“Wings in the Night”. After being accepted in July 1930 by Weird Tales, the story was published two years later, in July 1932. Featuring Solomon Kane. 

Kane comes across an entire village wiped out, and all of the roofs have been ripped off, as if by something attempting to get inside from above.

In a letter (#136) to Tevis Clyde Smith, circa July 1930, we learn:

I quote from a letter from Farnsworth: “I am very well pleased with ‘Red Blades of Black Cathay,’ and may use this as the cover design story for our third issue of Oriental Stories. We can offer you $118 on publication for it; and also $118 for “Wings in the Night” for Weird Tales. This is at our regular rate of 1c a word.”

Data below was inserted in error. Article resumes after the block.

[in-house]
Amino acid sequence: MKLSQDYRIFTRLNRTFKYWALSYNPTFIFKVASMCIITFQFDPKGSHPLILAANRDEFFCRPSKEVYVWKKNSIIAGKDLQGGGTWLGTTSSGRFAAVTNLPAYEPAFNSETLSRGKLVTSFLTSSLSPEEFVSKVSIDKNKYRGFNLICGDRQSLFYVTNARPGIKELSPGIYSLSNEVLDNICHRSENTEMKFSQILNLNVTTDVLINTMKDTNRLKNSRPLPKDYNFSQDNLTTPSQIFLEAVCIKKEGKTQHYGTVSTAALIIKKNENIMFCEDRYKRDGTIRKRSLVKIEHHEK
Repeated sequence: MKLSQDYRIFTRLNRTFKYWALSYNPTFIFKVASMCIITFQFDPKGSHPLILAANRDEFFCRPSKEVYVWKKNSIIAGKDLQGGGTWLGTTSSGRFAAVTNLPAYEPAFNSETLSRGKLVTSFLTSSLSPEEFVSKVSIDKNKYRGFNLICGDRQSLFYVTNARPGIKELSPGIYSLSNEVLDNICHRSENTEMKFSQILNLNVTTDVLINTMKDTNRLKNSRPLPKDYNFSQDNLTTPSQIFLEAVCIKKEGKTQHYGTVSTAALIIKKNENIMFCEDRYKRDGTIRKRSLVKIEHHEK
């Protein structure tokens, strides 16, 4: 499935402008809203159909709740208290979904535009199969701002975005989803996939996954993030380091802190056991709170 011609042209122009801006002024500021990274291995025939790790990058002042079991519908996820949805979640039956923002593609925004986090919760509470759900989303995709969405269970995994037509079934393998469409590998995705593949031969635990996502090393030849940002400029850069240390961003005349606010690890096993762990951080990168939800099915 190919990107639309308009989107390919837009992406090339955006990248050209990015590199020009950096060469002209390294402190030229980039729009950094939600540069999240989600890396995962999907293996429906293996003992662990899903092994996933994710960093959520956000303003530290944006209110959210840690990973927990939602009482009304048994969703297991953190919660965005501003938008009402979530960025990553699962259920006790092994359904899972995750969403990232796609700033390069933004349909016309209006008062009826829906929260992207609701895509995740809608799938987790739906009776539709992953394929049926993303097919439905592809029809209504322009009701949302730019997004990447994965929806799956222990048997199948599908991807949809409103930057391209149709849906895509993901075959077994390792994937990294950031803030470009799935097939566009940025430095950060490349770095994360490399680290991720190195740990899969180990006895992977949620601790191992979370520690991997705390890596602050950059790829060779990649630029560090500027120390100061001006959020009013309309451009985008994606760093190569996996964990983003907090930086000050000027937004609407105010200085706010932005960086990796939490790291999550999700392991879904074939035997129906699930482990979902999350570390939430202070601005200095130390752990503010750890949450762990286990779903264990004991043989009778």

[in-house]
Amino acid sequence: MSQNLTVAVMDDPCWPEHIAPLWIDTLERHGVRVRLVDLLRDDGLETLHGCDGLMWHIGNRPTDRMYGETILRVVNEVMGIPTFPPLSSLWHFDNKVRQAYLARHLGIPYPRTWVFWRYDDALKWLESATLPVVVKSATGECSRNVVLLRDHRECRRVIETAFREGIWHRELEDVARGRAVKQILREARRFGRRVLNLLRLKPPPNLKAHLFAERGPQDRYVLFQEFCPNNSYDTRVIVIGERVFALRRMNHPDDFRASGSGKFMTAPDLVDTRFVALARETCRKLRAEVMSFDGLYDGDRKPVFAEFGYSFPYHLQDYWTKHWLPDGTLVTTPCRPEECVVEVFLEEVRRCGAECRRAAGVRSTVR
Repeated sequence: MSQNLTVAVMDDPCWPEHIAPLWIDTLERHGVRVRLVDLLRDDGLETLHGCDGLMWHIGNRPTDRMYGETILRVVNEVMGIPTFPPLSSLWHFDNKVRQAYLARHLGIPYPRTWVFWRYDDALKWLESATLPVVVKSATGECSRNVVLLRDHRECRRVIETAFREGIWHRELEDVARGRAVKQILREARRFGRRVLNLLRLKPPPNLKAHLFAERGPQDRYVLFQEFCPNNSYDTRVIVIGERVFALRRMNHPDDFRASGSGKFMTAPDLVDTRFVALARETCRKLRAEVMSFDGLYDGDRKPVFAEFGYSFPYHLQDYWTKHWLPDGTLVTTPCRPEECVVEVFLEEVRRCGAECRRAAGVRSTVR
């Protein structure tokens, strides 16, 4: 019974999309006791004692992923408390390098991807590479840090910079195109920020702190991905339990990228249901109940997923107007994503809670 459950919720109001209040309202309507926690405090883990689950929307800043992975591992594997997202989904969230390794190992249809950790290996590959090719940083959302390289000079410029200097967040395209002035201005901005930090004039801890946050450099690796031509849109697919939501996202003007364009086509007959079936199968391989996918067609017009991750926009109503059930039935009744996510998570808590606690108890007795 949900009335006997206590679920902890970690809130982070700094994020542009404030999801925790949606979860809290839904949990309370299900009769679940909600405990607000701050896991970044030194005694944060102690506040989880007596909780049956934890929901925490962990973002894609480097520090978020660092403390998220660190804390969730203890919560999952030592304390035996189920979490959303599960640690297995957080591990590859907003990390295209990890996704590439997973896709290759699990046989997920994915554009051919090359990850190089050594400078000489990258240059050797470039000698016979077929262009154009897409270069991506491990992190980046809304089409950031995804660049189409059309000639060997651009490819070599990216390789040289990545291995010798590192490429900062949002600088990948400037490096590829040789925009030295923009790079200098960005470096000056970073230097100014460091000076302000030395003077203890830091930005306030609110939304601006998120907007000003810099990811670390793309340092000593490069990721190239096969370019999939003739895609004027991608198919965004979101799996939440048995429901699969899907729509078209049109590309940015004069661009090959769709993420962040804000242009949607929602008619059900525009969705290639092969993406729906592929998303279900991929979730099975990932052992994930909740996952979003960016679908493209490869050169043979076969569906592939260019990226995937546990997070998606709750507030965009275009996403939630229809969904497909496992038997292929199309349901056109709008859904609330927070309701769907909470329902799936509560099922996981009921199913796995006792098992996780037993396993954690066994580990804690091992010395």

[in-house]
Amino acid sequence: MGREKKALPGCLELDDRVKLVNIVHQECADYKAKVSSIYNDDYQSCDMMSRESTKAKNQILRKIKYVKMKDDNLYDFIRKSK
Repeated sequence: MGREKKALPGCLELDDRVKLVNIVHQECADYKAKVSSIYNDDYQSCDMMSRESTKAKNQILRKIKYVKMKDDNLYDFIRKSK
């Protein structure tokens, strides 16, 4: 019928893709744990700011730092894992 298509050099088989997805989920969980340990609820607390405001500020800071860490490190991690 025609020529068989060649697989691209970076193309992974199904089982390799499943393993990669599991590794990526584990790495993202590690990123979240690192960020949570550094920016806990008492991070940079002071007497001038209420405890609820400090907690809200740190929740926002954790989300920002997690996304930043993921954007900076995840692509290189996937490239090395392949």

And in a letter (#211) written circa July 1932, to Wilfred Blanch Talman who had read the story Howard says:

Glad you liked the Solomon Kane story. It’s been on ice some time; that is to say, I believe it’s been in the editorial office for some two years. Maybe since I wrote it I’ve rubbed some of the kinks out of my style. And again, maybe not.

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